Contributed by Andrew White, Director; Chris Aboud, Senior Associate and Karen Vuong, Senior Associate, Greenwoods & Herbert Smith Freehills
On 9 July 2018, the Board of Taxation (the Board) released its self-initiated report “Review of the Income Tax Residency Rules for Individuals” (the “Report”).
The Report considers whether the existing individual income tax residency rules address the policy criteria of “simplicity, efficiency, equity (fairness) and integrity”.
The current definition of a resident individual has been in operation since 1 July 1930 (with minor amendments along the way). It therefore comes as no surprise that the Board concludes that the existing individual residency rules are no longer appropriate and must be modernised to reflect today’s increasingly globalised economy.
The existing individual residency test requires individuals to navigate through a complex matrix which can be difficult to apply due to the use of terms which are not defined but have developed as part of common law – such as “resides”, “domicile”, “permanent place of abode” and “usual place of abode”.
In making its argument for modernisation, the Board considered the following:
- Individuals are often required to interpret common law principles and outdated ATO guidance (which may not be binding on taxpayers) to make a determination of their residency status
- Due to the lack of recent ATO guidance, individuals may also be required to infer the ATO’s current view based on recent non-binding private rulings in similar fact patterns
- Integrity risks arise as different tax outcomes can result for analogous fact patterns depending on the risk appetite of the individual, and
- Due to the lack of clarity, considerable ATO resources have been expended in recent times in relation to residency, as illustrated by the increased number of private rulings issued and court decisions on this matter.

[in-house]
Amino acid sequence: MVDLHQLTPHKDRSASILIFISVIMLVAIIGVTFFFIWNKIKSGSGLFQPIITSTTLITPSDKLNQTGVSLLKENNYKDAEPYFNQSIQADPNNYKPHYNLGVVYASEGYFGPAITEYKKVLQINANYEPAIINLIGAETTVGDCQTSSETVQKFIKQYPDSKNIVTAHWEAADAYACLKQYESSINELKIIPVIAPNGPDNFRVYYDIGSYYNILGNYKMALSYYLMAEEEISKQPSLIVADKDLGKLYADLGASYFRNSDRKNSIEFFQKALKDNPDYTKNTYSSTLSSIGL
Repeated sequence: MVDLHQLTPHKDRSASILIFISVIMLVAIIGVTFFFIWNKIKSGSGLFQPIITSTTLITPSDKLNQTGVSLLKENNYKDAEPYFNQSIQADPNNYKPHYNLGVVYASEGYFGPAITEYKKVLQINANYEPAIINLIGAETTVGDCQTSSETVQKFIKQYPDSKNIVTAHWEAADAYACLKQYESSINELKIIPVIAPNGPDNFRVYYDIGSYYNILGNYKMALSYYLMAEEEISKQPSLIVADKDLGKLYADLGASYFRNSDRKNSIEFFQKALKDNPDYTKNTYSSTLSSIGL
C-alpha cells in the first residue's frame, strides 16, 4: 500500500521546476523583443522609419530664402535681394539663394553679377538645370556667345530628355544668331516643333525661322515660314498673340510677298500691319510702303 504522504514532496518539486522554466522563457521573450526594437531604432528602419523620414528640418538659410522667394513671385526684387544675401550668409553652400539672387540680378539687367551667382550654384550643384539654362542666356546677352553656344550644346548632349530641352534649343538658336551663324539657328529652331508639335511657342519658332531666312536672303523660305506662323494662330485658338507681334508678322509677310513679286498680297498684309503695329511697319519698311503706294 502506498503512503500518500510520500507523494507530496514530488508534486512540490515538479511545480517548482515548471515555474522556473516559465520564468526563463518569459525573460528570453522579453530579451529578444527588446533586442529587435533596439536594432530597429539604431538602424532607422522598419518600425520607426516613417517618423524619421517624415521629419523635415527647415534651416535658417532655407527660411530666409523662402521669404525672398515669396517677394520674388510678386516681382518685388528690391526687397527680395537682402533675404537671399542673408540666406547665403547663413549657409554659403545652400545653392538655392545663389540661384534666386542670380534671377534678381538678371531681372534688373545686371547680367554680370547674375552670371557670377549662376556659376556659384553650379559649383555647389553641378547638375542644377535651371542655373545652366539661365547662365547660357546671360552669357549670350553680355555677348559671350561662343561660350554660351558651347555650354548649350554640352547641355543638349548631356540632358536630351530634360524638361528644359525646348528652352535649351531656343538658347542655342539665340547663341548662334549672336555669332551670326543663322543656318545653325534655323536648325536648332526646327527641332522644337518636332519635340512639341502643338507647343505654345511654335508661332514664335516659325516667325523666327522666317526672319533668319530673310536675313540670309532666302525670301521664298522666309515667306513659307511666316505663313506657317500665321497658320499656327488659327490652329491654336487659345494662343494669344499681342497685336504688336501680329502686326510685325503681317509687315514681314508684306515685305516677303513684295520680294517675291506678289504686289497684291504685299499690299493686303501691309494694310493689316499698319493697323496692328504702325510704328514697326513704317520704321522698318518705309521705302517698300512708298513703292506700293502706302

To provide certainty for individuals and the ATO alike, the Board recommends replacing the existing individual residency rules in their entirety with a two-step model:
- Step 1 – Primary objective test, such as a simple bright line ‘days count’ test that is adopted in New Zealand and the United Kingdom. This is intended to remove the more onerous and ambiguous facts and circumstances based tests for the majority of individuals, and
- Step 2 – Where the primary test is not satisfied, a secondary objective test is then applied based on specific key factors.
These tests will incorporate other elements to ensure the integrity of the rules and to avoid manipulation for tax preferred outcomes. The Report outlines that such manipulation can occur where individuals can become a non-resident of Australia without establishing tax residency in another jurisdiction – thereby becoming a ‘resident of nowhere’. To address this, the Board has recommended that individuals should remain Australian residents unless and until tax residency is established in another jurisdiction.
The Board will undertake further consultation in the coming months, including on the potential options for the two-step model and the integrity concerns.
The government received the report in August 2017 and is supportive of the process, indicating that it will consider the entirety of the Board’s work on this topic following the further consultation process, and in light of broader priorities.
The Report, and subsequent consultation, will be welcomed by individual taxpayers and is evidently a stepping stone to change. The impact of that change will be dependent on the eventual model adopted by the government.